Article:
1853 posts • joined 19 Dec 2010
I wouldn't get my hopes up. In fact; I think its for a well known reason why this happened to be a Dutchie who appeared a bit more in the spotlight. Because chances are high he'll get away with community service, or even less.
You see; our district attorneys (I believe that's the right verb, or I've been watching too much Law & Order) don't exactly hold a good reputation on this matter. Only last week did we get the news how an arrested and convicted rapist saw the jail time which was demanded by the DA cut almost in half because that same DA had neglected the whole proceedings for almost 10 years. Judge ordered that the 'suspect' didn't have to suffer for the incompetence of the DA office.
That's about the situation here, so I really wouldn't get my hopes up that he has a rough time ahead.
"Of course most importantly, every time you purchase something from Amazon, which most of us were doing anyway, Canonical gets a cut from Amazon's end. If you like your free OS, surely that is an easy, free, zero-effort and non-obtrusive way of helping pay for it?"
You make a good argument IMO but there are also flaws within your reasoning. Because lets face it: without Debian there wouldn't be an Ubuntu. Most of the real work isn't done by Canonical at all, but with all the volunteers which maintain the Debian packages, which also eventually find their way into Ubuntu.
As such your argument could also be easily turned around: how much of Canonical's cut finds its way back into Debian? If Canonical likes their free OS so much to build a whole company on top of it, surely its also an easy zero-effort to help pay for it?
Yet somehow I don't see that happening.
With that in mind I think people have every right to complain or share their discomfort. The OS isn't free afterall; it has a pricetag attached. You either pay through advertisement, or invest some of your own time to de-install the whole lot, time costs money too you know.
IMO there's more to this than merely "helping pay for the OS".
Call me sceptical if you will, but...
I think they're only sorry that they failed to catch the real bombers. Because anyone could see up front where witch hunts like this could lead to; the risk of accusing and thus damaging innocent people is always a very realistic and dangerous aspect. That's why such "hunting efforts" are best stopped before they fully take off. But no...
Shit like this keeps happening time and time again, and when the damage is done they're always "sorry" and simply carry on with their lives. Yet the people who got the worst part of the accusations will most likely continue to suffer from them for several months if not years to come. Yet that small detail more than often never finds its way into the main news because well... A few people getting threatened on a continuous basis is hardly news worthy after all. Celebrities have to deal with that shit all the time, so who cares?
Don't get me wrong; I'm not questioning the main motivations here. But the people who started this whole ordeal really should have known better up front in my opinion.
"Amazon Web Services (AWS) Adam Selipsky has told an event in Sydney, Australia, that private clouds aren't really clouds."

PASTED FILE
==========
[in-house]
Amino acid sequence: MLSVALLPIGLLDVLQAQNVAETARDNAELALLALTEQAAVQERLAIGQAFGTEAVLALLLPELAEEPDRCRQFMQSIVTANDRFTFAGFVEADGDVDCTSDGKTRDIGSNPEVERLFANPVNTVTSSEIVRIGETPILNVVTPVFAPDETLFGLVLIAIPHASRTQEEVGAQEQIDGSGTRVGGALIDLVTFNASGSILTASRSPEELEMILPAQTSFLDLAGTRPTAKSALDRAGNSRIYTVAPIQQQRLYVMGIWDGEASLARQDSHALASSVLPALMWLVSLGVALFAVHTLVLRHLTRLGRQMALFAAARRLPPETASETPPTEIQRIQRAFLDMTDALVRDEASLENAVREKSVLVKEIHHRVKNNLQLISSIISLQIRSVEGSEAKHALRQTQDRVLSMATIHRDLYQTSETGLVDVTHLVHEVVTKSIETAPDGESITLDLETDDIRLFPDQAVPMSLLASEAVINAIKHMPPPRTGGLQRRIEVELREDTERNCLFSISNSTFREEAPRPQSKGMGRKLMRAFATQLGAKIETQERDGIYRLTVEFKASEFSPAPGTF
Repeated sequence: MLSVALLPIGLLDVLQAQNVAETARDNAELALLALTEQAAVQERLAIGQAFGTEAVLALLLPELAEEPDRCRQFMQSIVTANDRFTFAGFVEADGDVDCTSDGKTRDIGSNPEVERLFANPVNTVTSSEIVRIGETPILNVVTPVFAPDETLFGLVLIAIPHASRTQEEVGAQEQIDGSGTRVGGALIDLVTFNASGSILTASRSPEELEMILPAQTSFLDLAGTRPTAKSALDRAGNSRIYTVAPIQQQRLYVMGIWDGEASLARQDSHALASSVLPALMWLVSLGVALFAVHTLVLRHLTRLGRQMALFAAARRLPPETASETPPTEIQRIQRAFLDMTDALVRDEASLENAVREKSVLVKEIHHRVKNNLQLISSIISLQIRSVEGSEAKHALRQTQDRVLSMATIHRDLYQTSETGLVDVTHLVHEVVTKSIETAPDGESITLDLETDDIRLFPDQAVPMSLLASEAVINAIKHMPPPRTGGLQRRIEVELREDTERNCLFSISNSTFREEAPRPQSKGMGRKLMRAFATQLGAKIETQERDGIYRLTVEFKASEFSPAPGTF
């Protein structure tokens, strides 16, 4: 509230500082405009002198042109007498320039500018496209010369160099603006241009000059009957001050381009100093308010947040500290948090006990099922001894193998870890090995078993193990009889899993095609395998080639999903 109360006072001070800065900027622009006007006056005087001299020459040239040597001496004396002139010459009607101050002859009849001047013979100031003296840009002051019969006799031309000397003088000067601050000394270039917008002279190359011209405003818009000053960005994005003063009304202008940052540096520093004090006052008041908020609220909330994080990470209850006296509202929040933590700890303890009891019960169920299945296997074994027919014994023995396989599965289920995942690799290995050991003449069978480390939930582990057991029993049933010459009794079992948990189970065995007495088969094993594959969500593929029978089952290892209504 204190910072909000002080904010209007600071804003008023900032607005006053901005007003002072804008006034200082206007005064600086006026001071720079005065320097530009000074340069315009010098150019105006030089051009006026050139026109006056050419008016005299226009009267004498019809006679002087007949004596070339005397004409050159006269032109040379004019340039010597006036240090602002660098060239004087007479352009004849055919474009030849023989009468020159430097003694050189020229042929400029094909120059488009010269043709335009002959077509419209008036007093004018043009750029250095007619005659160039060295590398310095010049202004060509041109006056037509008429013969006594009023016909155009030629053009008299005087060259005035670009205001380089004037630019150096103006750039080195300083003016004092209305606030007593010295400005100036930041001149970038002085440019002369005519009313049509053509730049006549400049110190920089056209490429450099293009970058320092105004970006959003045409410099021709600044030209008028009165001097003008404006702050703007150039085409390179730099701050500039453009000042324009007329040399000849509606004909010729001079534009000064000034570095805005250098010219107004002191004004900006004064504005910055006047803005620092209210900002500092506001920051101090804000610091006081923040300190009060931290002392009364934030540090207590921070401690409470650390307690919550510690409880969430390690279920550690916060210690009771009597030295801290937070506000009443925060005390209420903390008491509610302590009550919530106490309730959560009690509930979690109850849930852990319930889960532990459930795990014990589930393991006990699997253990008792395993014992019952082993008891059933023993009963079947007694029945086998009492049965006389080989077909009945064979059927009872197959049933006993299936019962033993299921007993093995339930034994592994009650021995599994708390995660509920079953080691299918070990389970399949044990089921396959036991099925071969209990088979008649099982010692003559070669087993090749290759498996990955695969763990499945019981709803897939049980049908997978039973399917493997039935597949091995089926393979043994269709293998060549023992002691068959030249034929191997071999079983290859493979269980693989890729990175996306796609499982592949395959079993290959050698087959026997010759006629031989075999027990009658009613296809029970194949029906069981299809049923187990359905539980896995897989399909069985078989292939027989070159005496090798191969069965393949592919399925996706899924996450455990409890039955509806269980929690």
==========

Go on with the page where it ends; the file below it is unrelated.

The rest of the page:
Translation: AWS' Adam Selipsky has told an event in Sydney that private clouds aren't making Amazon any money, and therefor also better be avoided.
Instead of aiming for the tools...
Why not focus your energy on the powers that would actually use or wield these?
Or put differently: focus on the heart of the problem instead of the symptoms; it gets you much better results. Of course; "protest against a future SkyNet" sells so much better...
Don't change or enhance the product. No; put resources into renaming it, that's bound to attract more customers and make the whole thing appear a lot better.
Guys, this isn't the 90's anymore. JBoss is (was?) a very solid application server, but it could never really beat (for example) Tomcat. And I don't see this helping in any bit. Just check the website yourself: "JBoss has a new name, and it's even @#$%ing faster!".
Each to his own, but hollow marketing like that makes me simply click the close button and forget all about it.
Has anyone (including author) ever read their policies?
First I have to strongly disagree with the authors accusations that Microsoft is "contradicting their own statement" when it comes to privacy, simply because they make it known that they collect information such as an IP address and the time and date you enter the survey.
Because anyone who has a little bit of understanding how this whole thing actually works will know that nearly every frickin' website out there does exactly the same thing. How do you think people generate website statistics? Well, usually by letting programs such Webaliazer or AWStats go over the logfile(s) of the webserver. Any idea what you can find in there? More than merely an IP address and date and time I can tell you that; you'll also see what browser people are using, you can roughly deduct their geographical location, check the time/date and even determine what OS is being used.
The main difference as I see it is that Microsoft makes this clearly known, and then you "attack" them over it, how stupid is that?
I think you'll be surprised.
There are 3 times when Microsoft may disclose information about Codeplex visitors and its also very easy to find when:
- comply with the law or respond to lawful requests or legal process
- protect the rights or property of Microsoft or our customers, including the enforcement of our agreements or policies governing your use of the services
- act on a good faith belief that such access or disclosure is necessary to protect the personal safety of Microsoft employees, customers, or the public.